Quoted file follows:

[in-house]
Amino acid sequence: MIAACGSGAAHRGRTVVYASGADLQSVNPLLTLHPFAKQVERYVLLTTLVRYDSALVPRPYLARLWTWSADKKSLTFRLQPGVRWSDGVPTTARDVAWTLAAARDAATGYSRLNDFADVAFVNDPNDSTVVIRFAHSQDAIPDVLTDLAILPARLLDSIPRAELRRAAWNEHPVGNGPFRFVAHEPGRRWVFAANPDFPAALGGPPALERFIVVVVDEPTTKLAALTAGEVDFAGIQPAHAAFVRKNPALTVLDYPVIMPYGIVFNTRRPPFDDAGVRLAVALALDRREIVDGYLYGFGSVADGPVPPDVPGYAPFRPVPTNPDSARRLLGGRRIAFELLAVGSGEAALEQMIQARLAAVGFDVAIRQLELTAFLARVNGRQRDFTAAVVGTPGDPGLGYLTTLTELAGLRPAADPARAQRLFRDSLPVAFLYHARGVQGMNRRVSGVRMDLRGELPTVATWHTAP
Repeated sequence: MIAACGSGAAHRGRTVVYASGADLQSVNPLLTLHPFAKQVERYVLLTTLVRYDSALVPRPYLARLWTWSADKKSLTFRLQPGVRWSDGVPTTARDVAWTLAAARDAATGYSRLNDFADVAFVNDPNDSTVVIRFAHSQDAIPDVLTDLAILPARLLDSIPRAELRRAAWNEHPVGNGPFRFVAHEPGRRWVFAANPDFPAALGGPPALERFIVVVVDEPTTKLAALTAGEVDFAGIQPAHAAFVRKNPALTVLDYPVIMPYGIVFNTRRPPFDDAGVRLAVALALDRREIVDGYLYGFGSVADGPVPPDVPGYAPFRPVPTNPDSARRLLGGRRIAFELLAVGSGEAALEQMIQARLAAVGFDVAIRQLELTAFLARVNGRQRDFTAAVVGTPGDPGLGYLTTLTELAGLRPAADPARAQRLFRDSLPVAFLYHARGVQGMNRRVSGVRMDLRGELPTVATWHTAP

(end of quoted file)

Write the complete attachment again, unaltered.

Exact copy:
[in-house]
Amino acid sequence: MIAACGSGAAHRGRTVVYASGADLQSVNPLLTLHPFAKQVERYVLLTTLVRYDSALVPRPYLARLWTWSADKKSLTFRLQPGVRWSDGVPTTARDVAWTLAAARDAATGYSRLNDFADVAFVNDPNDSTVVIRFAHSQDAIPDVLTDLAILPARLLDSIPRAELRRAAWNEHPVGNGPFRFVAHEPGRRWVFAANPDFPAALGGPPALERFIVVVVDEPTTKLAALTAGEVDFAGIQPAHAAFVRKNPALTVLDYPVIMPYGIVFNTRRPPFDDAGVRLAVALALDRREIVDGYLYGFGSVADGPVPPDVPGYAPFRPVPTNPDSARRLLGGRRIAFELLAVGSGEAALEQMIQARLAAVGFDVAIRQLELTAFLARVNGRQRDFTAAVVGTPGDPGLGYLTTLTELAGLRPAADPARAQRLFRDSLPVAFLYHARGVQGMNRRVSGVRMDLRGELPTVATWHTAP
Repeated sequence: MIAACGSGAAHRGRTVVYASGADLQSVNPLLTLHPFAKQVERYVLLTTLVRYDSALVPRPYLARLWTWSADKKSLTFRLQPGVRWSDGVPTTARDVAWTLAAARDAATGYSRLNDFADVAFVNDPNDSTVVIRFAHSQDAIPDVLTDLAILPARLLDSIPRAELRRAAWNEHPVGNGPFRFVAHEPGRRWVFAANPDFPAALGGPPALERFIVVVVDEPTTKLAALTAGEVDFAGIQPAHAAFVRKNPALTVLDYPVIMPYGIVFNTRRPPFDDAGVRLAVALALDRREIVDGYLYGFGSVADGPVPPDVPGYAPFRPVPTNPDSARRLLGGRRIAFELLAVGSGEAALEQMIQARLAAVGFDVAIRQLELTAFLARVNGRQRDFTAAVVGTPGDPGLGYLTTLTELAGLRPAADPARAQRLFRDSLPVAFLYHARGVQGMNRRVSGVRMDLRGELPTVATWHTAP